Note: some spoilers here. Not huge ones.
I’m loving my BBC iplayer subscription, because it turns out there’s a bunch of BBC science fiction that hasn’t been picked up by Australian tv. Outrageous! The series we’ve just finished is The Deep, a submarine adventure under the Arctic. Be warned: if you don’t want your characters to be hurt, don’t watch this. If you don’t like the uncertainty of Spooks then this is probably not the show for you. Just saying.
The series opens with a marine biologist (I think), Catherine, in a little sub around a thermal vent in the Arctic. And something goes wrong. Flick forward six months and the biologist’s husband Clem is about to go out on a new mission to the same area to continue her mission… but then they get politely hijacked and told they have to go looking into what happened to Catherine and her crew. Basically the rest of the story – there’s five episodes – follows the deep-sea, under-ice adventures of the Orpheus (hello, classical imagery). One spoiler I think it’s important to put up front is this: from the first episode, I found it impossible to tell whether this was going to turn into a version of The Abyss, with aliens or Atlanteans responsible for the mishaps. But no. Instead, this is very much a science fiction thriller, with the story firmly entrenched in human politics, human problems, and very real human ambition and greed.
The story: is tightly, and I thought largely well, written. There are a few sub-plots but they are all ultimately tied into the over-arching issue of survival, immediately and long-term. There are betrayals and tragedies, unexpected friendships and some really, really cool twists.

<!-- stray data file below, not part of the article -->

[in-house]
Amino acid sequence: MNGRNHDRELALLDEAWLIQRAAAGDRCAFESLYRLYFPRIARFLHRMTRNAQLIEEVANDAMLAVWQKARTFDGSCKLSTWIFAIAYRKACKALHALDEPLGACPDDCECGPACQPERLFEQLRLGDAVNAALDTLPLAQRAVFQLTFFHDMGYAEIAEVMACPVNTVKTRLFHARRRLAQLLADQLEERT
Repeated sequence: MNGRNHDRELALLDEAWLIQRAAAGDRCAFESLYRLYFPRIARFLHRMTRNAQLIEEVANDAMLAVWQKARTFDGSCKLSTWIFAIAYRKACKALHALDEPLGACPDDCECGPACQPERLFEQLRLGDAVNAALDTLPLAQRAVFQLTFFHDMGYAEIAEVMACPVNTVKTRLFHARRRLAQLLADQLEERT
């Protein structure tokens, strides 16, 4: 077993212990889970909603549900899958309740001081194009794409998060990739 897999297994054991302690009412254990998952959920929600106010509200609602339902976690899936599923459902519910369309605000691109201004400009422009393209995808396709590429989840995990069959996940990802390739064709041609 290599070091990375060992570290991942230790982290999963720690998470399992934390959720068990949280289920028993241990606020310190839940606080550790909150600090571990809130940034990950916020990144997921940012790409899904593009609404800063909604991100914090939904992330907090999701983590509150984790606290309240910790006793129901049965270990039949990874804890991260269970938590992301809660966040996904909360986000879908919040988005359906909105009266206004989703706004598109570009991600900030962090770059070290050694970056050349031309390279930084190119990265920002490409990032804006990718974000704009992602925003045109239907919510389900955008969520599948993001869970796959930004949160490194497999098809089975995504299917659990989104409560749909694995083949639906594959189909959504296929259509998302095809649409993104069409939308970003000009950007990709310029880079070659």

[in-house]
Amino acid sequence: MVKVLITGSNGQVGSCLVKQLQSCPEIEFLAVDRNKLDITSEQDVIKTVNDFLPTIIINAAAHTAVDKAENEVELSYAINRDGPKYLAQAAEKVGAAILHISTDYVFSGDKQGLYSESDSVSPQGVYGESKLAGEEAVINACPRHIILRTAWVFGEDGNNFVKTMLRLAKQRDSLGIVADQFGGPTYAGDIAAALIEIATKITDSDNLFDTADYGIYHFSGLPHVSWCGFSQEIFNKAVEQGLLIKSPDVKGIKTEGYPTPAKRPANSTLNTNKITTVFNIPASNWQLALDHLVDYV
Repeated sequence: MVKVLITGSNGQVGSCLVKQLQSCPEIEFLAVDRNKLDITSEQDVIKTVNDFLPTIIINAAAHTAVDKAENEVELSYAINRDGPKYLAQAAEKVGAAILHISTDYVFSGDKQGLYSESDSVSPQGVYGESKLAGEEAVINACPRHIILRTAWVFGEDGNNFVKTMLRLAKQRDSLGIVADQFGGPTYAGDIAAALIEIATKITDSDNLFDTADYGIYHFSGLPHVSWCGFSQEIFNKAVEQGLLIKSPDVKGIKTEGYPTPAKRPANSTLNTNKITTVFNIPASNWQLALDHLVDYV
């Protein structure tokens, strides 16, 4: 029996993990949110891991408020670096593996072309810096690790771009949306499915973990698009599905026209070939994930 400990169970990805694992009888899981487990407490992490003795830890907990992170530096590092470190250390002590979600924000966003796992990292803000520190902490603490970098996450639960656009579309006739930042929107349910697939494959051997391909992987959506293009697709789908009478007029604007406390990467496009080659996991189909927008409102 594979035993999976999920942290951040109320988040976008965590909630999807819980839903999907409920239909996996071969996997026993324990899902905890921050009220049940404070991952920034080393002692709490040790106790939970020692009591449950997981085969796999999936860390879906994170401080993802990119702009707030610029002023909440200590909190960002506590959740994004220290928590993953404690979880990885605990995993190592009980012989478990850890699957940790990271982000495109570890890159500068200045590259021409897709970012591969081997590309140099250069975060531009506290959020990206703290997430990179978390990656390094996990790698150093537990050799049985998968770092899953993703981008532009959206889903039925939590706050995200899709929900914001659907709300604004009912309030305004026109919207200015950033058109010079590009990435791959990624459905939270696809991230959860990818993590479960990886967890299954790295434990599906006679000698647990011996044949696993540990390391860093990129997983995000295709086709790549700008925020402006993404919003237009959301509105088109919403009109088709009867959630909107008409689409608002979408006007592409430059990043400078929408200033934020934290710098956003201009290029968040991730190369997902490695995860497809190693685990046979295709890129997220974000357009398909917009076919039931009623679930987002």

The characters: largely enjoyable, if not always likeable. Frances (Minnie Driver) is the captain, generally as autocratic as she needs to be but occasionally lets personal considerations get in the way. I do not think that this a reflection of her being a woman – and I thought long and hard about that – there are plenty of examples of men acting likewise, and she is certainly never decried within the show for being weak as a consequence of having boobs. James Nesbitt is Clem, the engineer on the Orpheus, who is a bit mad with grief at being a widower and definitely the most irrational of the lot; there are times where he acts really quite irresponsibly, making me uncomfortable. But he’s sympathetic as well as unpredictable, and probably one of my favourites. The other main character is Samson (Goran Visnjic), whose accent bothered me greatly because I could never place it. I could never quite figure out his exact role on the boat, either, since he seemed to take on medical roles, and be the driver of the mini-sub, as well as doing some biological research stuff. It’s possible I just missed which one was his primary occupation. Anyway, Samson was for me the hardest character to bond with – he’s got various personal conflicts, and seemed to vacillate personality-wise. Of the minor characters Tobias Menzies as Raymond, the salvage/insurance dude along for the ride to investigate what happened to Catherine et al, is most awesome. He’s really hard to pin down regarding motives and attitude – really cleverly written – and Menzies is brilliant.
I can really recommend this if you’re after 5 compulsive hours of submerged adventure. And I do mean compulsive; the end of episode three made me immediately need to watch episode four because it was such a cliff-hanger. It’s not a completely happy story, by any means, but it’s worth it.